Personal finance can mean many different things to each person of family.

There are many components such as budgeting, college savings, investing, estate planning, tax planning, etc…  The list can be endless depending upon how complex and large your estate or asset base is.

In this piece, we’ll cover the liquid asset portion and how to allocate those investments to maximize your long term return while keeping our eye on risk management and protecting our capital.

We break down the types of investments into three of our own personal banks.  The funds within each bank get managed very differently and never get commingled unless of an emergency.

personal finance bank

The first bank is our sleep at night safety bank.

The purpose of this portion of money is to ensure you take are of your family, your responsibilities and plan in case of an emergency.

Working folks and retirees needs are very different when it comes to the safety bank.  Those who have current earned income should keep at least 7 months worth of expenses on hand in the form of liquid assets such as cash, bank CD’s and Treasury Bills.

Those who are retired and live on a fixed income should treat their “safe” money differently.  They should have 5 years worth of expenses in short term fixed income instruments that mature no longer than five years in the future.

How do you figure out how much to place in these 5 year or less fixed income securities.  It’s pretty simple really.

You need to have spending money each and every month.  Therefore, you need enough cash on hand to pay expenses for around three or four months.  The remaining funds should be invested in small portions for diversity and a staggered or laddered maturity schedule.  For example, you would want some of your CD’s or Treasury Bills maturing every month if you could, or at least every three months.  After one matures, you would take enough money to make sure you have your 3 months of spending money on hand, and invest the rest in something that matures in five years or less.

If you would like an easy took to see what an investment would grow to in a certain period of time based on a predetermined interest rate, then check out these free online calculators for assistance.

In times when interest rates are low, this can pose a challenge because the income from these low risk investments remains bleak.

The second and third banks are reserved for your more traditional investments.

The second personal bank is where we do our stock market investing, or swing trading.

This is where a different type of money management needs to take place.  This is the bank that will actively feed the other two banks.  This is where the money will be made.

Our swing trading account needs to managed like a business, just like any other personal finance situation.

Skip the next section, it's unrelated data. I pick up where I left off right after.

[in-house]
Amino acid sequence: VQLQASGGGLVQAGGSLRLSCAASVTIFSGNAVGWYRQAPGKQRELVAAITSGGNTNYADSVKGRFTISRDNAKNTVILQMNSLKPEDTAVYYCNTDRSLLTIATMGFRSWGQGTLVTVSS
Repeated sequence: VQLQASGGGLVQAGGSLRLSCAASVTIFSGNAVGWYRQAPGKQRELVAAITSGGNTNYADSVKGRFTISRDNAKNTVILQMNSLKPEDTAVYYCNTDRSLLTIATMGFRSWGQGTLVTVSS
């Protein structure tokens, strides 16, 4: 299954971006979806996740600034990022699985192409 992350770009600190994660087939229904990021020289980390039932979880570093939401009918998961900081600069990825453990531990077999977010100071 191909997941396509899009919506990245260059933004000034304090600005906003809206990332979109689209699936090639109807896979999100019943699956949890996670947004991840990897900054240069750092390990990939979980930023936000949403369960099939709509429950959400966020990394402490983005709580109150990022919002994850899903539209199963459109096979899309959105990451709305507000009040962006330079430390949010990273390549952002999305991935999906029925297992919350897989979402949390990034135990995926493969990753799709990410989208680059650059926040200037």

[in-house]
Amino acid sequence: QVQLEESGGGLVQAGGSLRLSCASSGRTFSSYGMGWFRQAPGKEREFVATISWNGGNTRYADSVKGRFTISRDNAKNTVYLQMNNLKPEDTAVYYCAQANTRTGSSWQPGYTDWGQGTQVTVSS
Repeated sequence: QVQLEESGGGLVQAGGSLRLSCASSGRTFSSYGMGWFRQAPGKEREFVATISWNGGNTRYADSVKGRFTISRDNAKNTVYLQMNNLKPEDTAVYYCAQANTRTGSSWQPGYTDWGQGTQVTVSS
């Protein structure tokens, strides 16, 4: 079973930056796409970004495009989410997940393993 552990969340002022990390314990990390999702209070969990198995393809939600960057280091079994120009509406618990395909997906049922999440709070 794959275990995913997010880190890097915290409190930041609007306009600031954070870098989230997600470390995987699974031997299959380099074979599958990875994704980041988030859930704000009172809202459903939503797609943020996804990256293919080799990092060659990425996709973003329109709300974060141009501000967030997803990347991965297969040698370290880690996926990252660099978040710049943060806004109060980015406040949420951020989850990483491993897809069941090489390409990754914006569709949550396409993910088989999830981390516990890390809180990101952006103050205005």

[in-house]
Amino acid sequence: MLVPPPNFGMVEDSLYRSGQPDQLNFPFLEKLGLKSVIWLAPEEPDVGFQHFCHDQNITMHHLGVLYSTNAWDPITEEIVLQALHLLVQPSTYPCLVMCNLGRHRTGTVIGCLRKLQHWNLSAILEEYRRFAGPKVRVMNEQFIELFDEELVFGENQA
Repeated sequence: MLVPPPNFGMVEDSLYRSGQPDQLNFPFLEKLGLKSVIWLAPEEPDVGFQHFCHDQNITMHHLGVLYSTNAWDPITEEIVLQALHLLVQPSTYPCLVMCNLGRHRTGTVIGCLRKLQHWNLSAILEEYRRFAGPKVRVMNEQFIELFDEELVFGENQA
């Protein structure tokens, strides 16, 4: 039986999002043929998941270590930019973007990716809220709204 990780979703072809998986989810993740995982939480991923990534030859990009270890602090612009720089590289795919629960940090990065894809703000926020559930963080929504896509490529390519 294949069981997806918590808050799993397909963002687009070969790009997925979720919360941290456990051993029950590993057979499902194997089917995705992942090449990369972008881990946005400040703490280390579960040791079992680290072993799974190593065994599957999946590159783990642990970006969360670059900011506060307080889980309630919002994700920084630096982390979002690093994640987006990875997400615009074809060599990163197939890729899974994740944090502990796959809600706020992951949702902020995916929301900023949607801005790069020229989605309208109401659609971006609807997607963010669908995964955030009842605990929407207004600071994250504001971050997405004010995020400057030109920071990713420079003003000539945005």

Here’s how we do it.

Let’s say we have $300,000 in our active swing trading account.

The first rule, don’t lose money.

The second rule, don’t make an investment without a plan.  You need a reason why you bought the security, a target or objective price where you would sell, and most important – an escape hatch if your wrong.  You need to be able to emotionally detach yourself from these investments so you’re able to identify when your wrong so you can then cut and run.

Here’s how to manage risk in a trading account

Members of my trade alert service are taught to never invest more than 10% of your swing trading account in any one equity.  In this case, with a value of $300K, position size is $30,000.  As the account grows, so does the position size and so on.

Each trade we take has a well defined price where we’re wrong and must exit the trade.  These stop out points are never more than 10% below the purchase price and many times much less.  This enables us to put the risk reward in our favor.  Win big and lose small.

With the model outlined here, you can never lose more than 1% of your account value on any single trade or investment.  This is proper risk and money management.

The third personal bank is for our longer term asset based investments

These would include things like investment or rental property, art, gold, gems, and anything else that holds or can increases in value over time.

How much of your total personal bank should be in this third component is more of a moving target.  To manage risk properly, from time to time you should purchase assets with portions of the gains from your swing trading account.  Over the longer term, it’s about accumulating these assets that create wealth.

There is no perfect answer that fits everyone, but I hope this provided a basic understanding of how to think about managing your growing personal fortune.